Fighting Allergies & Asthma in Fall

September 7, 2016

Lung Woman CoughingIt’s a good time of year for everyone—those with and without allergies or asthma—to take a look at the air contaminants coming from their own home and get rid of them. If you have allergies or asthma, you probably have a deep sense of the benefit of fighting back dust and other triggers. Otherwise, noticing the difference comes down to either close attention to your airways, or close attention to other markers like energy, sleep quality, and more.

Before going over the staples of fall triggers, here’s something new to add to the list: Vitamin D. A new study has linked lack of Vitamin D with asthma attacks in mild and moderate sufferers. A Vitamin D supplement taken with regular asthma medication cut hospital/ER visits for attacks in half. While researchers aren’t sure exactly why, whatever Vitamin D is doing for the respiratory system and immune response is clearly pretty important!

So with the days getting shorter, make sure that you’re either finding time each day to be in the sun (so you can make your own Vitamin D) or taking a Vitamin D supplement (Vita One is a high-quality multivitamin that will get you the Vitamin D you need and more). Here’s a little bonus tip: get that sunlight first thing in the morning, and it will help wake you up and keep your circadian rhythm stable, even as the days get shorter.

Once you’ve topped up your Vitamin D, make sure to tackle these other respiratory triggers:

-Keep your yard clear of rotting debris, from fallen leaves to withering flowers and other brick-a-brack. If you have a summer harvest to store, make sure to do it properly, and to check it regularly so it doesn’t start decomposing and poisoning your home (and that’s actually an understatement: we grow immune to the smells of our homes, and some vegetables can put off gases that are quite toxic).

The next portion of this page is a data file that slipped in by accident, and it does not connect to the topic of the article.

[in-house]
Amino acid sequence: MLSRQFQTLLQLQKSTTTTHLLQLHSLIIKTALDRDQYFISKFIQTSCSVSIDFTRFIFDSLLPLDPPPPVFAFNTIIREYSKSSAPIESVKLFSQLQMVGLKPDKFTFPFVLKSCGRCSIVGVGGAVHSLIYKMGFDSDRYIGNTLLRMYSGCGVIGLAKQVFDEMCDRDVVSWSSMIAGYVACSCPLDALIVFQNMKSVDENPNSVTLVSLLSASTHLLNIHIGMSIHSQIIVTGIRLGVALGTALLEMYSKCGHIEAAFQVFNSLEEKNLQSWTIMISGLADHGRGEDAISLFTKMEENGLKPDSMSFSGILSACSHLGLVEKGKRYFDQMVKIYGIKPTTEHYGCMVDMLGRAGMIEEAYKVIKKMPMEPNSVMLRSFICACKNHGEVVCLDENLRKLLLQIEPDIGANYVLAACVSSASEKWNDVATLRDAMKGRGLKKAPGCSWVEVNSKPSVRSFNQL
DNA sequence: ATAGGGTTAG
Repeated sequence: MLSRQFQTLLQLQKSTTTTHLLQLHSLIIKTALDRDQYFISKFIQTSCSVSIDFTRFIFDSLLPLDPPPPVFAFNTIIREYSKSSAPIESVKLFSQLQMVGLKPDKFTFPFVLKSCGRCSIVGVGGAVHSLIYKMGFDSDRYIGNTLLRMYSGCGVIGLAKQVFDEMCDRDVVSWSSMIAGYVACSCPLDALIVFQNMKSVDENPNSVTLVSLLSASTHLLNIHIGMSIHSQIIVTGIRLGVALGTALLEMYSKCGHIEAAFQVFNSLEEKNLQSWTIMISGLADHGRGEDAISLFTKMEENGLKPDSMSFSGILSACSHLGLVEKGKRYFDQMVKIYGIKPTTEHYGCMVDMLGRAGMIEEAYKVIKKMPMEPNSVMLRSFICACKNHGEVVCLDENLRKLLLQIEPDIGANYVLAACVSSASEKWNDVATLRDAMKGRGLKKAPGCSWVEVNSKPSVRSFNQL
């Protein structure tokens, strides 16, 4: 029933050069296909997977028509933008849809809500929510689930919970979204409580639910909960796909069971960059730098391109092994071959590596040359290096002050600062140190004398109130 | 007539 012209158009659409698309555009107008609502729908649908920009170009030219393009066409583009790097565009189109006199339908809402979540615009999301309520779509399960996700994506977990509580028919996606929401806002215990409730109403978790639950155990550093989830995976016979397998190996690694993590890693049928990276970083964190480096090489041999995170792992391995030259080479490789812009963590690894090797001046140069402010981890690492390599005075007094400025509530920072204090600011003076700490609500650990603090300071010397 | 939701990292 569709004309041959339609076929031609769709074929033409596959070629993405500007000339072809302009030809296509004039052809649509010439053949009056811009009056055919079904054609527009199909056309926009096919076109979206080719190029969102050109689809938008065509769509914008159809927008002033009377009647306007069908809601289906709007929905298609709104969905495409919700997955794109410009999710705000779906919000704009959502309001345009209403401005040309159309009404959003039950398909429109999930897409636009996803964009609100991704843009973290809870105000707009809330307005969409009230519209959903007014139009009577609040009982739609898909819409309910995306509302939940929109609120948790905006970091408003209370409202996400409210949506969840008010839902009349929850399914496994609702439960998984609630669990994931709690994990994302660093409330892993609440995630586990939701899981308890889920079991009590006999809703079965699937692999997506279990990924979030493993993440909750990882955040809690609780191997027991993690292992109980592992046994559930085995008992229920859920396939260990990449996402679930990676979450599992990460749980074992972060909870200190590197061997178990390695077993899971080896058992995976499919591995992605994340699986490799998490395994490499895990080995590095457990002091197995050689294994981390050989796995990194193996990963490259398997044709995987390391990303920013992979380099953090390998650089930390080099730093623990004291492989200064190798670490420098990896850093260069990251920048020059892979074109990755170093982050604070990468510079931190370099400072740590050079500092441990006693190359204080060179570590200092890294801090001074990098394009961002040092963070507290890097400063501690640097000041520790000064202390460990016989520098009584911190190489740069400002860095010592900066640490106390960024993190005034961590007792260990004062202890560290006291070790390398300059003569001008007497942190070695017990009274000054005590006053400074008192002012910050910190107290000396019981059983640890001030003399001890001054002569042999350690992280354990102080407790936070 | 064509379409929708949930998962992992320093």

-Running a humidifier is a great way to help slow flu transmission within your own home or office, just make sure you’re following the directions for keeping it clean! Most humidifiers need both daily and weekly care (usually a wipe and a more thorough cleaning). Check the instructions to find out if you’re doing the job right (or google them!).

-Nebulize correctly. If you need to nebulize for extra lung support, always use bottled purified water. While boiling and cooling does a good enough job for a sinus rinse or flood, it’s not pure enough for your lungs. If you don’t want to bother with the risk of water (some bottled waters are just local tap water made portable, you need to read labels and check for purification!) then choose colloidal silver, which offers extra immune support to boot!

-Clear air allergens in the home, which can be worse that outside and aggravate lung conditions. Most people can change their own filters, check the batteries in their radon and carbon monoxide detectors, and keep dust wiped up. If you have severe symptoms, it’s worth a couple hundred bucks to have someone come clean your vents.

What triggers did I miss? List them in the comments!

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